Felix Browder, professor of mathematics at Rutgers University, died Dec. 10, 2016. He was 89.
Browder graduated from MIT in 1946, at age 18. In 1948, he earned a Ph.D. in mathematics from Princeton. With his father, Earl, known as a prominent leader of the Communist Party USA, the younger Browder had difficulty getting hired in the McCarthy era.
After Army service, Eleanor Roosevelt helped him gain a faculty position at Brandeis University in 1955. Browder later taught at Yale for seven years, and then joined the University of Chicago for more than 20 years, including 11 as department chair. In 1986, he joined Rutgers in the new position of vice president of research.
Browder was instrumental in establishing a science and technology center in conjunction with Princeton and Bell Labs. As president of the American Mathematical Society in 1999 and 2000, he lobbied Congress for added funds for math education. Browder was renowned in the field of non-linear functional analysis, a branch of mathematics with wide application to physics, engineering, and finance. In 2000, President Bill Clinton awarded him the National Medal of Science.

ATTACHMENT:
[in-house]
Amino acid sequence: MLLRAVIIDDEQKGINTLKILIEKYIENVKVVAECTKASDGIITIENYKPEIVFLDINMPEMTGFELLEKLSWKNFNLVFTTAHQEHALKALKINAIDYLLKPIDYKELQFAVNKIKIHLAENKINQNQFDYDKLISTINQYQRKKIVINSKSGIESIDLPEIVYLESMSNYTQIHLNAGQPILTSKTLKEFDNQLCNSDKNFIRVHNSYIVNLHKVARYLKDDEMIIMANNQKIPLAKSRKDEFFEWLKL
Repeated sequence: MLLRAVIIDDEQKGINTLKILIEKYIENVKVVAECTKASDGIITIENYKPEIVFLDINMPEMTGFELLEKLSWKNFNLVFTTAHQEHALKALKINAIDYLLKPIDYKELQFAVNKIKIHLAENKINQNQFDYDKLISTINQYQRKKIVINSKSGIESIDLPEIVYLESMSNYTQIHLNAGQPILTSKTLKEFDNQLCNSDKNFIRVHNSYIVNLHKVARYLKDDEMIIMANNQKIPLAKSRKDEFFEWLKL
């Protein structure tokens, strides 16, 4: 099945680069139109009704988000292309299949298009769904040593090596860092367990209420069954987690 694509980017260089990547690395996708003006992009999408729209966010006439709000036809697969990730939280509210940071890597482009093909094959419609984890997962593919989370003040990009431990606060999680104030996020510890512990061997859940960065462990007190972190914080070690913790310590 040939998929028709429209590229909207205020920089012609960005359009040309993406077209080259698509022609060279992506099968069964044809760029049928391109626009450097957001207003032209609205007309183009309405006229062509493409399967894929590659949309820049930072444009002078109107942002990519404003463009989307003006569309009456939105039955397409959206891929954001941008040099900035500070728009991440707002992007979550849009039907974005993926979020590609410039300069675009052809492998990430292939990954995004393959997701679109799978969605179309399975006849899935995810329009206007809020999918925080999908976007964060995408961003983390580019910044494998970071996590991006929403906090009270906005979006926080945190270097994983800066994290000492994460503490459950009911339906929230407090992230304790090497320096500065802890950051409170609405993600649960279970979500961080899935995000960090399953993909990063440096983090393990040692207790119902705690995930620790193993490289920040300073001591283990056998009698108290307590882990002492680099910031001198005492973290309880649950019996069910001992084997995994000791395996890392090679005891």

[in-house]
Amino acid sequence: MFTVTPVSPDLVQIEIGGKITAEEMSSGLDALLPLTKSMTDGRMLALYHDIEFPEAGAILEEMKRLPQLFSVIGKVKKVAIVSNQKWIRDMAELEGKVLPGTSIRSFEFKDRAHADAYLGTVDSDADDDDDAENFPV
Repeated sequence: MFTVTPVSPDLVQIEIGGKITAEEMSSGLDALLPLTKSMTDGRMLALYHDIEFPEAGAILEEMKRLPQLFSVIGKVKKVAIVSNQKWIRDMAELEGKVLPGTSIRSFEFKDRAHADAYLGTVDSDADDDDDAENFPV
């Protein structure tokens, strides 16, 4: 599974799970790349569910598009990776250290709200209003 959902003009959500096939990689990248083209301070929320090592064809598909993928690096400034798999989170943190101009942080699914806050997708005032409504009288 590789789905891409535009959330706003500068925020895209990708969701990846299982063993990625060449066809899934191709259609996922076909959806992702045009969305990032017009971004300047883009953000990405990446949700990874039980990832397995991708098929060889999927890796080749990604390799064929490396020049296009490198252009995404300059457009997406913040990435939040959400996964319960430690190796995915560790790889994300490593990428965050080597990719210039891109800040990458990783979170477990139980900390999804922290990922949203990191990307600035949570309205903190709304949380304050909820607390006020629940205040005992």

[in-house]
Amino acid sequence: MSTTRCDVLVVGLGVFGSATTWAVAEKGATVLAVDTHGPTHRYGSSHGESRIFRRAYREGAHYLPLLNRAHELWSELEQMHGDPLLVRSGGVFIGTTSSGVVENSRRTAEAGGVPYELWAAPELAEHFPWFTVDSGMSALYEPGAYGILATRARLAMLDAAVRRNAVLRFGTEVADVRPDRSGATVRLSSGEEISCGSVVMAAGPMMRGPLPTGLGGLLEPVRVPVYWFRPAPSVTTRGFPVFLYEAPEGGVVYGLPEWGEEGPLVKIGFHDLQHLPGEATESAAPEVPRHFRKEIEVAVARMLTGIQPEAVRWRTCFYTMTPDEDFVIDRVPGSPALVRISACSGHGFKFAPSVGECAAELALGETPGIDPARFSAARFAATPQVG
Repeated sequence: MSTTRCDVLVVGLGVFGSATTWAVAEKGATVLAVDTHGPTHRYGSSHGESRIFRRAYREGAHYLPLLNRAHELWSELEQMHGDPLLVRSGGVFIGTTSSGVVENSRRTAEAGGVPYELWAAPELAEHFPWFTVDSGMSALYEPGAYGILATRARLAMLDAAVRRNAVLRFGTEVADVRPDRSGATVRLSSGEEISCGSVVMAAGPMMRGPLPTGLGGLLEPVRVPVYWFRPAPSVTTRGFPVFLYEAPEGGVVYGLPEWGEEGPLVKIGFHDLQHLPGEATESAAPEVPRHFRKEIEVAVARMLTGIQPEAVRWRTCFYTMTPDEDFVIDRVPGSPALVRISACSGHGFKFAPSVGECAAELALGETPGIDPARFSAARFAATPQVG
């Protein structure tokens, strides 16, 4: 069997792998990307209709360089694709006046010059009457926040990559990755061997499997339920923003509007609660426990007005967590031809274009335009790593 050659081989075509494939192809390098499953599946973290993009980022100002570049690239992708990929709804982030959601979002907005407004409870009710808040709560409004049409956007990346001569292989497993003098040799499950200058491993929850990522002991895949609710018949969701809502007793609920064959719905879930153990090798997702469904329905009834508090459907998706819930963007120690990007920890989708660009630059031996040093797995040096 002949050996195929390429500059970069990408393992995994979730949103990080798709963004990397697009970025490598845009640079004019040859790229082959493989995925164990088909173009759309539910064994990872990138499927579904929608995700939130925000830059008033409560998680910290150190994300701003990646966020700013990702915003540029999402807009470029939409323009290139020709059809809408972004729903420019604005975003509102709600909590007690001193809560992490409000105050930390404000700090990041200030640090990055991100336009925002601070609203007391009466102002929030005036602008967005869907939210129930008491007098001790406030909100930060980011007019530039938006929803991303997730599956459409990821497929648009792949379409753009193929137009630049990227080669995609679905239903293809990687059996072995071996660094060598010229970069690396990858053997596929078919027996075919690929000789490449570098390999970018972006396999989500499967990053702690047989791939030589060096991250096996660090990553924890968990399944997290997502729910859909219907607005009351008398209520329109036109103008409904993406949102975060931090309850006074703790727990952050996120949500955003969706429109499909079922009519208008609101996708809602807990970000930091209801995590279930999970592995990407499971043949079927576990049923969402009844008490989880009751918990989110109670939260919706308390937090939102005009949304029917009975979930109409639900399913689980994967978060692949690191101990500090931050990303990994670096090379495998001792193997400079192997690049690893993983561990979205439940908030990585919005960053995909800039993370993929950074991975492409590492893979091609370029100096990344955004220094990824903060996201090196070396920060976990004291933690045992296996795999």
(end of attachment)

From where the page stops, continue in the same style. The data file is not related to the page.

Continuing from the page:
Browder was predeceased in 2015 by his wife of 66 years, Eva Tislowitz. He is survived by two sons, five grandchildren, and two brothers (including William *58, Princeton professor of mathematics).
Graduate memorials are prepared by the APGA.